Hume on miracles, part 1 Notes for October 26

Main points

We started with some background to Hume’s discussion of miracles. He was showing how an argument Protestants used against Catholicism undermined all versions of Christianity. Whoops!

Then we turned to Hume’s argument in part I. Part I treats the testimony on behalf of miracles as a “proof.” This is confusing since the whole point of the argument is that it is no such thing. Here is my (disputable) interpretation. In Part I he meant to grant for the sake of argument that we have no reason to doubt the testimony. Suppose the testimony were accepted as a proof; it will never overcome the balance of evidence against it. (As we will see, he withdraws this supposition in part II on the grounds that other instances of testimony about miracles are deeply flawed.)

What did he claim?

There are three things to note about what Hume claimed for his conclusion.

First, he claimed that we should dismiss reported miracles out of hand. This is much stronger than saying we should set a high standard of proof or rigorously investigate reported miracles. Hume claimed this would be misguided and that any investigation of miracles is a waste of time. Whether he showed that is a different matter, of course.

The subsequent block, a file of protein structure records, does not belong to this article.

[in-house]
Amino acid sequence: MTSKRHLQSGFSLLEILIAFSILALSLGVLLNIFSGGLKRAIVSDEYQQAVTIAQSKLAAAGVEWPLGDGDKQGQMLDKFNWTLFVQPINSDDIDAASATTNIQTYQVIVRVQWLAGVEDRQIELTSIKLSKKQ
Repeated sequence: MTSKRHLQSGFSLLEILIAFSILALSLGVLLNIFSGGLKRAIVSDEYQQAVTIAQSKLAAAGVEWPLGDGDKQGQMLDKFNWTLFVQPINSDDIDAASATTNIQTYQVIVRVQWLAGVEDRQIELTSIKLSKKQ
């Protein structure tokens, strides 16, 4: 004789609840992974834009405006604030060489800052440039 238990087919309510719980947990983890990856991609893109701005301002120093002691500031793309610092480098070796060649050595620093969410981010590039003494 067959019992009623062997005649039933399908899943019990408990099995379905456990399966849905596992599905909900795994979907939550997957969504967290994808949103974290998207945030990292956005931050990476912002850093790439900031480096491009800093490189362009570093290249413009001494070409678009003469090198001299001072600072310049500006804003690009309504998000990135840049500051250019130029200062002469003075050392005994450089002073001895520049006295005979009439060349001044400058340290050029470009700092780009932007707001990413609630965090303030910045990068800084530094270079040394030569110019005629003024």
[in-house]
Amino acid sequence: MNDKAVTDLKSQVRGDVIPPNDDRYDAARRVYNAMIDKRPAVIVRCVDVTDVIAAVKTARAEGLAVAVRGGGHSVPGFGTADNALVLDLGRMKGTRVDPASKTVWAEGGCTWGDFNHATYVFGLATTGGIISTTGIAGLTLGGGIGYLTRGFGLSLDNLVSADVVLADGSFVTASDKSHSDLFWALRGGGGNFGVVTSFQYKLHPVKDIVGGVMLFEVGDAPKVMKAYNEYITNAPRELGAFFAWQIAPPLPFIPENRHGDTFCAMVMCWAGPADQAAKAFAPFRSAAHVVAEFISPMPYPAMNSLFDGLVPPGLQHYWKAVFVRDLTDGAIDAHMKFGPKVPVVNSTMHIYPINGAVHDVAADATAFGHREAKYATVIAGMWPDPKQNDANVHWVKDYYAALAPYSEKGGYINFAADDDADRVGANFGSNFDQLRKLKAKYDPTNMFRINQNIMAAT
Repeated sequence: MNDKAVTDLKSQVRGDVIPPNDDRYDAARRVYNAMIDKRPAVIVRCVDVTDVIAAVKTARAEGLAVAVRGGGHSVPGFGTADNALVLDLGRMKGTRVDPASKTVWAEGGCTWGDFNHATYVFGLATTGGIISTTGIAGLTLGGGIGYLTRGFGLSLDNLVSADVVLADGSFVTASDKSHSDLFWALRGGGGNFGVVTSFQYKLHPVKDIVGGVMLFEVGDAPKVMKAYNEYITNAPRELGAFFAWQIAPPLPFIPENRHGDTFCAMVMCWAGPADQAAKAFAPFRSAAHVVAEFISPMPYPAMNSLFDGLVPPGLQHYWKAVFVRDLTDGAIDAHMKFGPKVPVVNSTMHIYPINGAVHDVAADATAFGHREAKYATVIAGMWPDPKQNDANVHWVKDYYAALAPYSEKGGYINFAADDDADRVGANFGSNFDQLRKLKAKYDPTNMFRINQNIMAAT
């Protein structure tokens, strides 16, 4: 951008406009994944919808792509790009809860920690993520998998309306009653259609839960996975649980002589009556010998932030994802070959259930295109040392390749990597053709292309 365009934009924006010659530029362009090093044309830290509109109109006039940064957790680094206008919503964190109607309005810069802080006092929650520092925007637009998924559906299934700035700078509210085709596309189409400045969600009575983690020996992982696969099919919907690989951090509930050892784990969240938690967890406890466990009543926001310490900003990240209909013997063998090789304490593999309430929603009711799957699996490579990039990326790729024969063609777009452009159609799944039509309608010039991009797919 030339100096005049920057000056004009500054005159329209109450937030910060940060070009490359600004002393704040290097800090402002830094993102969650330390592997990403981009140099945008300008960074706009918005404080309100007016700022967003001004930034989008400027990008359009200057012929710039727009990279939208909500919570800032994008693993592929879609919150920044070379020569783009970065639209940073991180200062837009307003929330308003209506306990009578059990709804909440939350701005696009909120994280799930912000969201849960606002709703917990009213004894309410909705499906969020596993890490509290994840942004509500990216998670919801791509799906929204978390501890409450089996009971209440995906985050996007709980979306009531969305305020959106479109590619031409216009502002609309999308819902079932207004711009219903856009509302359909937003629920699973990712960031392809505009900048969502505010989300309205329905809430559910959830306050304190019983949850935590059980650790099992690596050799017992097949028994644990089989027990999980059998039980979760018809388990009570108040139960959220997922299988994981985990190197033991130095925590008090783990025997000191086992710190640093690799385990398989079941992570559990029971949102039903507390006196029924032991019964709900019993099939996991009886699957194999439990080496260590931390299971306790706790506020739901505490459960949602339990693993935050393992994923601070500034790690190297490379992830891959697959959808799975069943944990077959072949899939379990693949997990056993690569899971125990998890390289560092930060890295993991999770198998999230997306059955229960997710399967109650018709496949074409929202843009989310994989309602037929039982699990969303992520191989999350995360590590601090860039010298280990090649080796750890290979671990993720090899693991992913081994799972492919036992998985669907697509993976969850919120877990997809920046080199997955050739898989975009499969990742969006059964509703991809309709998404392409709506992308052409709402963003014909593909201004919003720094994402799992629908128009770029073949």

Second, as Daniel pointed out, Hume’s argument is about what we have reasons to believe. He did not try to show that miracles are impossible. Given what he said about causation, he could not show that. His standard there was “if it is conceivable, then it’s possible.” Miracles are clearly conceivable, so they are possible by his standards.

One question that we will have to confront eventually concerns what difference, if any, there is between:

  1. We have no reason to draw inductive inferences, inferences about cause and effect.
  2. We have no reason to believe reported miracles.

Hume claimed that the evidence for the miraculous is outweighed by the contrary evidence for the laws of nature. So there had better be evidence for the laws of nature. It’s not easy to see how to square that with Hume’s skepticism about induction, though.

Finally, as Harley noticed, the argument probably doesn’t stop with the testimony of others. There’s no reason why it wouldn’t apply to what you (think you) see with your own eyes. Hume didn’t apply it in that way himself, but it’s hard to see how he could have distinguished the two cases or why he would have wanted to do so.


Does Hume’s argument prove too much? That is, did he just say that we should always dismiss any novel or unexpected experience, whether we have it or others do?

That’s the essence of the questions that Daniel and Camille asked. If that’s his conclusion, then it seems way too strong. We would never learn anything! In any event, we’ll begin next time by talking about this problem.

This page was written by Michael Green for Problems of Philosophy, Philosophy 1, Fall 2009. It was posted October 27, 2009.
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